On December 20, the National Green Tribunal (NGT) ordered all mining activities within 10 km of the Sariska Tiger Reserve stopped. They could restart only after having their mining leases cleared by a standing committee set up by the National Board of Wildlife.
The NGT order was issued on the back of an appeal that challenged environmental clearances granted to mines within 10 km of the reserve’s boundary. The clearances had been granted by the State Environmental Impact Assessment Authority, Rajasthan, and the District-level Environmental Impact Assessment Authority, Alwar.
The Sariska Tiger Reserve is located Alwar. It is a protected area that also has the ‘national park’ and ‘tiger reserve’ tags. It is situated in the Aravalli mountain range, over the dry deciduous forests of the Gujarat-Rajasthan-Madhya Pradesh ecoregion. The reserve is home, among others, to the Bengal tiger, hyena, jackal, sambar, chital, nilgai, the Indian peafowl, treepie, etc.
The area is also rich in mineral resources, and mining activities here endanger the local ecology.
“In the state of Rajasthan, mining is probably the second or third most important source of revenue,” according to G.V. Reddy, Rajasthan’s chief wildlife warden. He added that some mines were situated within 200 m of the reserve, and many of them also operate illegally.
Their impact has been well-documented. According to one 2014 study, some reasons the forest degraded include “unplanned mining of marble, limestone and dolomite at the periphery”.
Ghazala Shahabuddin, a senior scientist at the Centre for Ecology, Development and Research (CEDAR) said another major concern was habitat fragmentation.
“Deep mining such as for marble” requires that engineers constantly pump water “out from subsurface aquifers,” she said. “This can be fatal to … water bodies and streams in Sariska” because the “aquifers tend to be connected underground”.
The flora and fauna in the area are directly affected. The riparian vegetation in the area depends on perennial streams, and these water bodies also feed animals in what is a semi-arid dry forest.
“Perennial stream systems such as in Kanakwari, Algual and Pandupol support a distinct and diverse flora that thrives on high soil-moisture, including species of date palms, jamuns, gular and rohini trees,” Shahabuddin said. So “a mosaic of three or four forest types that support the high diversity of fauna and carnivore density are under threat.”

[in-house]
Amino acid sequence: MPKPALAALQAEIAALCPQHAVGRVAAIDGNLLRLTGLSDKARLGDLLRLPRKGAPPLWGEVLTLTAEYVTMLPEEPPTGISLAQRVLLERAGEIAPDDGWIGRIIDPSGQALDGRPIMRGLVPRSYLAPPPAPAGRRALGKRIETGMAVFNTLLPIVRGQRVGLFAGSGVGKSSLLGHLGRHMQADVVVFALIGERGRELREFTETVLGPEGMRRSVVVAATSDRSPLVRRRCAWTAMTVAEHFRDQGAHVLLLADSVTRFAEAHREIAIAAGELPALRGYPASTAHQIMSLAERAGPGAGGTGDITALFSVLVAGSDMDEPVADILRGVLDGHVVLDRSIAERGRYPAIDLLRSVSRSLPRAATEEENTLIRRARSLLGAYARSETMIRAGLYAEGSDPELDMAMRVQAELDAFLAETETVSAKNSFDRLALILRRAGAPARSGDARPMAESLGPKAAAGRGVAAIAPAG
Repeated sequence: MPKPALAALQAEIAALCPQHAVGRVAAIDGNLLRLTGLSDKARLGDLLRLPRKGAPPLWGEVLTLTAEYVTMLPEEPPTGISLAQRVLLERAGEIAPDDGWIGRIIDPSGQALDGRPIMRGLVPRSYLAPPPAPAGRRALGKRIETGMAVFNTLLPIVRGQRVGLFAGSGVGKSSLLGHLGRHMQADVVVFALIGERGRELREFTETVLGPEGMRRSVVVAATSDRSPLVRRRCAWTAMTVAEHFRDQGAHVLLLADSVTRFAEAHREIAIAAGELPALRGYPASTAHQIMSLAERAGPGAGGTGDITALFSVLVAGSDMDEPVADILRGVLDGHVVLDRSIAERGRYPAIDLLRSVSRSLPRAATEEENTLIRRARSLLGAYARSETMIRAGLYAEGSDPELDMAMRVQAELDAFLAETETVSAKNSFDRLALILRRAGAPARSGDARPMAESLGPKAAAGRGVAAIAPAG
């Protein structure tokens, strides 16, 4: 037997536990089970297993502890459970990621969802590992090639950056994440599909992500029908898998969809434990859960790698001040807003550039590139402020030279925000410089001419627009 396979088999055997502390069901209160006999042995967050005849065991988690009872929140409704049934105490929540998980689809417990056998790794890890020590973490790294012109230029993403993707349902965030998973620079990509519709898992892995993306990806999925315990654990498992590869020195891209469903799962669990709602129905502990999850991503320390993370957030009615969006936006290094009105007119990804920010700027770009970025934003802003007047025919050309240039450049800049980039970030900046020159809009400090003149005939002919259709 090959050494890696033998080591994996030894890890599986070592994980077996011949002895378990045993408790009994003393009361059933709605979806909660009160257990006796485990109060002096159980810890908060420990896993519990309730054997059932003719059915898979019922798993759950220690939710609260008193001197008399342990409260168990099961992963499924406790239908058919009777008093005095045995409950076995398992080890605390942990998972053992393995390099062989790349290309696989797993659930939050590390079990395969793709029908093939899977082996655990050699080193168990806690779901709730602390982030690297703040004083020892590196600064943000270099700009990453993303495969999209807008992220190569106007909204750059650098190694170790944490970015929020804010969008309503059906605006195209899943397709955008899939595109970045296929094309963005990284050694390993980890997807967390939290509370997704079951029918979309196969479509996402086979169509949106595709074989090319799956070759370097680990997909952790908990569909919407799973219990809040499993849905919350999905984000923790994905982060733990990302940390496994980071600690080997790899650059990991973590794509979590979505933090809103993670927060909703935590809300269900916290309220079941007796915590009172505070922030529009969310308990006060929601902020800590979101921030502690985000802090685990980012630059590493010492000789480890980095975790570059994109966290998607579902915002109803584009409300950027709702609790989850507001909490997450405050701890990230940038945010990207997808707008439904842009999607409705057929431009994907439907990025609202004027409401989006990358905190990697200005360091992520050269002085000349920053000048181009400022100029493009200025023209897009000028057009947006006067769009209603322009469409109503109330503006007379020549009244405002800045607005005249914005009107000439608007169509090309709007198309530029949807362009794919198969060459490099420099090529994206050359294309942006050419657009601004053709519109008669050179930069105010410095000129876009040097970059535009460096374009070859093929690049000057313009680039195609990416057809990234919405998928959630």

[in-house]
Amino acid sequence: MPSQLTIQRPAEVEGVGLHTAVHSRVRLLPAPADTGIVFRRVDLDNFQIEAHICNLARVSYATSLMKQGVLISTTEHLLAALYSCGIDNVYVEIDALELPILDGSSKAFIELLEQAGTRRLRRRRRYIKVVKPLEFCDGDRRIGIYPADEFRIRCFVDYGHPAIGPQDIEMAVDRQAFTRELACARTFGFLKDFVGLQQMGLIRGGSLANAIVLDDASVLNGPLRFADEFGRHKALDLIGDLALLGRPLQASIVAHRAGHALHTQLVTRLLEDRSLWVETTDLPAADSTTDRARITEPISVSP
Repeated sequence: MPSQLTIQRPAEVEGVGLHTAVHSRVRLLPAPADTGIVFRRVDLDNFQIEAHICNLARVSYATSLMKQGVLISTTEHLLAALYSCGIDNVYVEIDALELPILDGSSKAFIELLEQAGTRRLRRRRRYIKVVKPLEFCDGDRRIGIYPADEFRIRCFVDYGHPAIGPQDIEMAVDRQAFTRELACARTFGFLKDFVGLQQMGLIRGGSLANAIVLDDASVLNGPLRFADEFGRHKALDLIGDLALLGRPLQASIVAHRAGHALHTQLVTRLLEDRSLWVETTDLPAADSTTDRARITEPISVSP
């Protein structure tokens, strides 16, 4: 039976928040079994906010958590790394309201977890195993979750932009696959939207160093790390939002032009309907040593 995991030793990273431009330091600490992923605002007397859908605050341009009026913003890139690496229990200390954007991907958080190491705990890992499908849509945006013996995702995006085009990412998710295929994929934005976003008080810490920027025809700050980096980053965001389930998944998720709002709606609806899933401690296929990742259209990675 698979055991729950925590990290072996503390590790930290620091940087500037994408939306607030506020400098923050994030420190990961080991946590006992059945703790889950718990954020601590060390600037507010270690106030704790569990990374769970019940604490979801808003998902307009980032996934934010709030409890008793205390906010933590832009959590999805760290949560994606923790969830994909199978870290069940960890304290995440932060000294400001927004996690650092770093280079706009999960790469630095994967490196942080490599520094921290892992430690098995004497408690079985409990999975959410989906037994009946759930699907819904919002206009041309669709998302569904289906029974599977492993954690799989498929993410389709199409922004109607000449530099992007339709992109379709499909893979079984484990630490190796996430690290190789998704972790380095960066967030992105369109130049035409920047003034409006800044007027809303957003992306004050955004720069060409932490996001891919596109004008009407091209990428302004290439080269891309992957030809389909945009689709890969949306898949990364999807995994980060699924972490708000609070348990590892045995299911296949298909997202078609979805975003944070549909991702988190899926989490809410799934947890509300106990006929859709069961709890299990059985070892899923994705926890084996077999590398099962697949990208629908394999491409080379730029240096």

Mining activities also pose severe health and noise hazards to wildlife and humans. “There are many cases of silicosis in the Chittorgarh and Bhilwara areas because the fine dust particles easily settle in the lungs,” Reddy said. The same particles also contaminate open water bodies.
But for all these effects, the government has allowed mining to continue because it’s so profitable. “About a crore or two’s worth of minerals are extracted each day from around Sariska,” according to Reddy.
The NGT order drew from a Supreme Court verdict earlier this year. The latter was about declaring areas around 104 national parks and 558 wildlife sanctuaries in the country as eco-sensitive zones (ESZs). Of these, state authorities hadn’t drafted proposals for ESZs around 21 national parks or wildlife sanctuaries. So the apex court said that until the proposals were ready, their ESZs would extend up to 10 km from the parks’/sanctuaries’ boundaries.
Rajasthan’s proposal itself is currently pending before the environment ministry. Until it is cleared, the 10-km ESZ will stay for the Sariska Tiger Reserve.
Reddy said that the “exercise of notifying ESZs has been going on since 2014.” At the moment, according to him, the environment ministry has referred the ESZ proposal to the National Tiger Conservation Authority, a statutory body under the Wildlife Protection Act. “The long legal process could be blamed for the delay in notifying” Sariska’s ESZ.
The NGT declared that once the ministry issues a final notification vis-à-vis ESZs, mining activities within these zones would have to be cleared by a standing committee of the National Board of Wildlife.
Rishika Pardikar is a freelance journalist in Bengaluru.